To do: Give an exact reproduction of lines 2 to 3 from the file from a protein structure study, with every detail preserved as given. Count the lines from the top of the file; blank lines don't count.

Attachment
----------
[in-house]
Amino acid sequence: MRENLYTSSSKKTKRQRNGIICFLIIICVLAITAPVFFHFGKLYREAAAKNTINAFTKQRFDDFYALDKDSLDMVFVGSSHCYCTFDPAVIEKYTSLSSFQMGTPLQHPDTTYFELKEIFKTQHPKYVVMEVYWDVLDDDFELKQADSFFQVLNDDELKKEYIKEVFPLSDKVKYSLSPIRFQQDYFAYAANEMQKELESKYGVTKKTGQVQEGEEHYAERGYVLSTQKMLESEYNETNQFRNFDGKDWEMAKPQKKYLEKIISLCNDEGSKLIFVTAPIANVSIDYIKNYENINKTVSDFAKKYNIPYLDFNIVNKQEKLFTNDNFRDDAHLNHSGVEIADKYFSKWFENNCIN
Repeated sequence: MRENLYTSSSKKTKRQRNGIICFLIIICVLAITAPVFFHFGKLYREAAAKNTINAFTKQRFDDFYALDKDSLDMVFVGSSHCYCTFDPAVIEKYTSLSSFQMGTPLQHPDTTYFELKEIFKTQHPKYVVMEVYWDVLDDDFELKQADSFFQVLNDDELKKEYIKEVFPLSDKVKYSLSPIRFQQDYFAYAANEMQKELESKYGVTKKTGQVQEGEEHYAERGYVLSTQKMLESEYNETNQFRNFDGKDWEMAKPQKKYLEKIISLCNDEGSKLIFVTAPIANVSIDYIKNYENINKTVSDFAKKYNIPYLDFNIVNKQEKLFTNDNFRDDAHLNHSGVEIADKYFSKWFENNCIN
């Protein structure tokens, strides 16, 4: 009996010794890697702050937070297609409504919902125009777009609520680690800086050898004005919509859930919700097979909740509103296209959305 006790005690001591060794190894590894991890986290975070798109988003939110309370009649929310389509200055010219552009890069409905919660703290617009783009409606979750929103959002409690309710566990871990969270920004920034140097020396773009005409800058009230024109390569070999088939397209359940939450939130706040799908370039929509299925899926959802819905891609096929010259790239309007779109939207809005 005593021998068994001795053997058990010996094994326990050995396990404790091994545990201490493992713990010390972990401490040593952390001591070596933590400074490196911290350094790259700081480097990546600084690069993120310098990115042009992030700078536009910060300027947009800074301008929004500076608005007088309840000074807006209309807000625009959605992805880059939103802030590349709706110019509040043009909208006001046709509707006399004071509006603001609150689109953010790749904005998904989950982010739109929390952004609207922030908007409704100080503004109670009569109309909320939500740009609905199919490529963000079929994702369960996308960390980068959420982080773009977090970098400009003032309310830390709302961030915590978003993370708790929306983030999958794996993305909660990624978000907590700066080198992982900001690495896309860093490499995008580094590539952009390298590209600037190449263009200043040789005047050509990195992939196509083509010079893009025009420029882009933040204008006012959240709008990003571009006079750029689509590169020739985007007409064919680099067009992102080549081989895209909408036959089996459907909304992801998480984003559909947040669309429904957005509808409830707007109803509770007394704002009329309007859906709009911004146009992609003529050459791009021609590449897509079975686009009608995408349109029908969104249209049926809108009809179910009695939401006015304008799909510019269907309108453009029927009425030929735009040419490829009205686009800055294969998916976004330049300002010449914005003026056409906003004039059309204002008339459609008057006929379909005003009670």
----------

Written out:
Amino acid sequence: MRENLYTSSSKKTKRQRNGIICFLIIICVLAITAPVFFHFGKLYREAAAKNTINAFTKQRFDDFYALDKDSLDMVFVGSSHCYCTFDPAVIEKYTSLSSFQMGTPLQHPDTTYFELKEIFKTQHPKYVVMEVYWDVLDDDFELKQADSFFQVLNDDELKKEYIKEVFPLSDKVKYSLSPIRFQQDYFAYAANEMQKELESKYGVTKKTGQVQEGEEHYAERGYVLSTQKMLESEYNETNQFRNFDGKDWEMAKPQKKYLEKIISLCNDEGSKLIFVTAPIANVSIDYIKNYENINKTVSDFAKKYNIPYLDFNIVNKQEKLFTNDNFRDDAHLNHSGVEIADKYFSKWFENNCIN
Repeated sequence: MRENLYTSSSKKTKRQRNGIICFLIIICVLAITAPVFFHFGKLYREAAAKNTINAFTKQRFDDFYALDKDSLDMVFVGSSHCYCTFDPAVIEKYTSLSSFQMGTPLQHPDTTYFELKEIFKTQHPKYVVMEVYWDVLDDDFELKQADSFFQVLNDDELKKEYIKEVFPLSDKVKYSLSPIRFQQDYFAYAANEMQKELESKYGVTKKTGQVQEGEEHYAERGYVLSTQKMLESEYNETNQFRNFDGKDWEMAKPQKKYLEKIISLCNDEGSKLIFVTAPIANVSIDYIKNYENINKTVSDFAKKYNIPYLDFNIVNKQEKLFTNDNFRDDAHLNHSGVEIADKYFSKWFENNCIN